Monday, December 19, 2005

To Canberra I go

Once again I find myself waiting to leave for Brisbane airport to leave to some far away land, well, kinda far away, further than I normally go anyway. This time we're going to Canberra, where our esteemed federal government resides. I'm going to have to restrain myself from doing something silly like throwing a urine filled water bomb at the prime minister - he's on holidays now so I guess the chance won't arise anyway.

I will be installing stuff at two locations - Quality Inn Dickson and Quality Inn Woden. So if you find yourself in dire need of in-room Internet access while staying in Canberra, then those are the two places to try. Both sites are Ethernet type installations, fairly simple and straight forward as long as the cabling is done correctly and the distances between the MDF and rooms isn't huge.

The lead up to this trip was just as disorganised and stressful as the Cairns trip. No one thinks ahead very far and given that they don't think of anyone else either. I just configured the two Cisco SOHO97 DSL routers and two Colubris MSC3200 this morning when the Telstra DSL activation info came in - the day before the installation will take place... I've already put in place procedures that will prevent such issues in future - basically making sure the sales people hand off all technical tasks to the technical people, one would think that was expected, but obviously not.

Don't know what airline I'm flying with, I'm hoping Virgin given the last Jetstar flight from Cairns. Although I did appreciate that Jetstar provide you with fragile (aka, don't play tarmac footy with this one) tags for your laptop bag etc when booking it on as baggage - although Virgin could be treating all baggage as fragile...

I'm currently reading a book about the Australian SAS - The Amazing SAS: The inside story of Australia's Special Forces. It provides good insight to what our leet lads get up to and how they operate. Although the book could do without the stupid Liberal/Howard government propaganda bullshit - personally I don't see any need for it given the subject, what ever happened to the abstraction between the government and the military? Anyway, I won't be too critical until I've read a few other books about the subject, however I have read a few books about the British SAS and there wasn't any mention about their government apart from what was necessary to explain the finer points.

Monday, December 12, 2005

In cairns

So here I am sitting in my motel room at the Best Western Cairns. It's a nice motel, I recommend it - room rates start at $89.00 per night.

As you know we arrived here yesterday afternoon at 3:45pm - the plane was 15min early. I like bigger planes, the VirginBlue Boeing 737-400 was far more comfortable to fly in compared to the Metro I flew to Coffs Harbour in. Having hot air hostesses to perv on is definitely a big plus in my book anyway.

After checking in at the Motel we passed the rest of the afternoon sticking Ethernet cables in these holder thingies - merely a better way of presenting them to guests. Once we were done with that we drove over to the CBD and had a walk about the place. They must have known I was coming that night so they put on a big Christmas show with song and dance and hot chicks wearing translucent tight white pants with g-strings. I couldn't remember what they were singing, carols I think.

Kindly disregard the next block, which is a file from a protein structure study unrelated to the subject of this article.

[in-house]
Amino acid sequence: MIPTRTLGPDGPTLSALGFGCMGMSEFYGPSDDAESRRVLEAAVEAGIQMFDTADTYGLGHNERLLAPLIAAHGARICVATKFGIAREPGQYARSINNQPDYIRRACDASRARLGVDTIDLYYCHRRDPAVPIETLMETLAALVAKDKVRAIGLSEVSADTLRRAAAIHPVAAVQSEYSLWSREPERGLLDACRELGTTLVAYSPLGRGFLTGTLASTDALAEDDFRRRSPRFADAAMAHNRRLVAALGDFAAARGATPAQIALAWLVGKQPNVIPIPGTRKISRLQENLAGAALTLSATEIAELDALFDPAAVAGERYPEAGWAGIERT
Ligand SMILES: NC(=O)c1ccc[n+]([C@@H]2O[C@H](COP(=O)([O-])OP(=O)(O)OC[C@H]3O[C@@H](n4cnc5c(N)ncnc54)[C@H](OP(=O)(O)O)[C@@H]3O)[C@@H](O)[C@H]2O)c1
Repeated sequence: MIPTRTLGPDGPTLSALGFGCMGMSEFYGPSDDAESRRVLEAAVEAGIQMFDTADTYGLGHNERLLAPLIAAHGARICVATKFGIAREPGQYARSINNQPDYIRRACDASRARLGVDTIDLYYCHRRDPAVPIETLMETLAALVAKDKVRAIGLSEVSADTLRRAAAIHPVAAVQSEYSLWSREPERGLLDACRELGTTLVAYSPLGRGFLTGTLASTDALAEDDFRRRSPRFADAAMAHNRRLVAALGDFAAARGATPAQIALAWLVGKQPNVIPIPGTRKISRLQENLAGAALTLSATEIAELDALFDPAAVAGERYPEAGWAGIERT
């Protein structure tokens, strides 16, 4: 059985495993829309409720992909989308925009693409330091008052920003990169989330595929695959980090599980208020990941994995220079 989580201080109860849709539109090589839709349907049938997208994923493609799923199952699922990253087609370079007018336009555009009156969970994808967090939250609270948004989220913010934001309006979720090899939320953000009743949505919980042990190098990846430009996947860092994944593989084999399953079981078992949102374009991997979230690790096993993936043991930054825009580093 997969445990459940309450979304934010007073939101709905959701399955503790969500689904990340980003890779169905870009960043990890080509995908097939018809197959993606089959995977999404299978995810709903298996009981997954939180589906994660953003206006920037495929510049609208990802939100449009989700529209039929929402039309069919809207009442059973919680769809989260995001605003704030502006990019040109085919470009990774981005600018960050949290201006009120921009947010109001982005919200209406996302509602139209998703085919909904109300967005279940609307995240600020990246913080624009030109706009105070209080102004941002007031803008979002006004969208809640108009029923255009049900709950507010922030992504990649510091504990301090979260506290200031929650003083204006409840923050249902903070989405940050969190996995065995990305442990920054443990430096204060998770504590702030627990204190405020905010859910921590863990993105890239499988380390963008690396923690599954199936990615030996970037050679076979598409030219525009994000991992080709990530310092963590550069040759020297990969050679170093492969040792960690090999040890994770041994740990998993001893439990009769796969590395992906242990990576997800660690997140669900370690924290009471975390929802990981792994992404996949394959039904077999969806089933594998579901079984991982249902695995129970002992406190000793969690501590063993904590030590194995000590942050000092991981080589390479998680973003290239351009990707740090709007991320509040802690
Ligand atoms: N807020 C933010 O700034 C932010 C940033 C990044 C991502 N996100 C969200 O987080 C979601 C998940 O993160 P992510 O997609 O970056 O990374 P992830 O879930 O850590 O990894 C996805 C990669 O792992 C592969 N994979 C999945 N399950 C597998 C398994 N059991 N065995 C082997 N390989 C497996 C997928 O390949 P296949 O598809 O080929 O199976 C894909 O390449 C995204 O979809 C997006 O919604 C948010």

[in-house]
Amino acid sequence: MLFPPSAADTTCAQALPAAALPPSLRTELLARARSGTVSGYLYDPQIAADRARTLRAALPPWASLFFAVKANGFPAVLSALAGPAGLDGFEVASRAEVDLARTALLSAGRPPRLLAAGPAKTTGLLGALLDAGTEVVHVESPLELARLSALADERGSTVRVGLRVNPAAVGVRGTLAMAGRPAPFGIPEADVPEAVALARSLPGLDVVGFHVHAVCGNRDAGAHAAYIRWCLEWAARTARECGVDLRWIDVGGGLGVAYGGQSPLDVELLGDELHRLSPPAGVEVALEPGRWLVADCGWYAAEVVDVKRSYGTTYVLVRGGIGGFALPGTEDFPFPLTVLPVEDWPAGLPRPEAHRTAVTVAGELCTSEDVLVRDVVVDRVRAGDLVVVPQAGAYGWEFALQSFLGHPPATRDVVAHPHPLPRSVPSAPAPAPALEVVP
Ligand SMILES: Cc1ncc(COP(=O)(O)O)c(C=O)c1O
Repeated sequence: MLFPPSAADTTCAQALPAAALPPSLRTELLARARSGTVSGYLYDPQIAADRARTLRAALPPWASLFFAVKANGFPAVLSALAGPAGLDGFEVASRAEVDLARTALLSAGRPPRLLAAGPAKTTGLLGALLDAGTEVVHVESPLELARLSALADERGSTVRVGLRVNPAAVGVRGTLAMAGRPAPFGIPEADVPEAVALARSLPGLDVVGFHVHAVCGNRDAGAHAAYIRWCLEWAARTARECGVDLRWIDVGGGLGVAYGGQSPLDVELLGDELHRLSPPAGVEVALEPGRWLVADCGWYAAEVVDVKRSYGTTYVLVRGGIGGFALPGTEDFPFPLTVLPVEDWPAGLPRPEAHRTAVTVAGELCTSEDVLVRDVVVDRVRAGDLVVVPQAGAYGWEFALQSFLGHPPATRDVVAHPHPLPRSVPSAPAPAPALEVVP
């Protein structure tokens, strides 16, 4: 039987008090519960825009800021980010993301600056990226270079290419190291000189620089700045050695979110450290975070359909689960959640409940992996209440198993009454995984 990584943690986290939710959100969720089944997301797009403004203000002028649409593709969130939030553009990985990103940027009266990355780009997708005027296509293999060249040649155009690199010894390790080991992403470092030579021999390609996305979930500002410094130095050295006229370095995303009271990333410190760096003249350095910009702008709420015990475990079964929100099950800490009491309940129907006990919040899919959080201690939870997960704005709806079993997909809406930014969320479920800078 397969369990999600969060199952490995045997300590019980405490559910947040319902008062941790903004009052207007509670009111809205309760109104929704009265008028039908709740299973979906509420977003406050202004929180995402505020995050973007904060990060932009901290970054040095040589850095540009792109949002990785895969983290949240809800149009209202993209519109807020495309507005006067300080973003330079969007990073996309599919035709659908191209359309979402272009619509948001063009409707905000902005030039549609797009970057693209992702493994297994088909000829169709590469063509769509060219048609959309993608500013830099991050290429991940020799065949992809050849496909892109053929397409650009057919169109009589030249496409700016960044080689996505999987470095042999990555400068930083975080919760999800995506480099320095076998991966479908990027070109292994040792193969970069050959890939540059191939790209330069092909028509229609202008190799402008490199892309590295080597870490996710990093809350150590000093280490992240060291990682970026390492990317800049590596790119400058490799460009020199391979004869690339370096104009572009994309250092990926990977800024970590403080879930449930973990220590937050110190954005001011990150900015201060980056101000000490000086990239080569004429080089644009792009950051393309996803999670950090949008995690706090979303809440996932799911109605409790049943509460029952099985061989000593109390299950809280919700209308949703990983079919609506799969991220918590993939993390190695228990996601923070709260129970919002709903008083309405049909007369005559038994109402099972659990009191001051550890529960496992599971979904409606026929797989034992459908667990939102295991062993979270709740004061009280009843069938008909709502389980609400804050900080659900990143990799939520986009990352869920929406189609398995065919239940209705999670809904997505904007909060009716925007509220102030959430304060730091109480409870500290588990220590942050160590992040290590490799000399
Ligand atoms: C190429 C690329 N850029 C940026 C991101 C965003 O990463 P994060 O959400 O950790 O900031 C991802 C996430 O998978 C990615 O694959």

Neil suggested an Italian place to have dinner, and while we were looking at the menu a nice chap having dinner with his wife said they had great food and that they were regulars. I discovered that they were the owner of the Paronella Park tourist attraction located just south of Innisfail. I had been there about three times, and was amazed that I was dining with the owners many years later. They provided me with a free group pass for when I head up there on holiday over new years - I'm chuffed.

Anyway, the Italian restaurant is called LA Fettuccina and I highly recommend it to anyone who happens to find themselves in Cairns hungry. Excellent food, great service and don't forget to have the Gelati with a port - best dining experience to date I reckon.

LA Fettuccina Italian Restuarant:
1 Shields St
QLD, 4870
Ph: (07) 4031 5959

Today was fairly smooth, all the equipment got installed as expected. Although the maintenance guy didn't stay around long enough for me to brief him on what was required - I mentioned to him what was needed to be done but I guess he felt he didn't need to be shown. As it turns out I'll have to make another short trip up here again in the very near future to complete these two jobs - so I can finalize any loose ends then. Hopefully no one will steal the adaptors between now and when they're fixed to the walls.

I spend dinner with Neil and a Mr R Spencer, who is one of the seven Cairns Magistrates. He had some good stories to tell, although be it that they were a bit sickening - I admire the resilience of our public legal system and the shit they must have to put up with on a daily basis. We had dinner at a Turkish place just across the road from La Fettuccina. It was okay, although I had higher expectations from lastnights experience.

Tomorrow the sparky we're working with is going to pick me up at 8am (*groan*) and drag me out to Trinity bay where we'll install Sea Change Beach Front Apartments. Should turn out pretty much the same - however there are no adaptors to install into each room, just a cable and holder.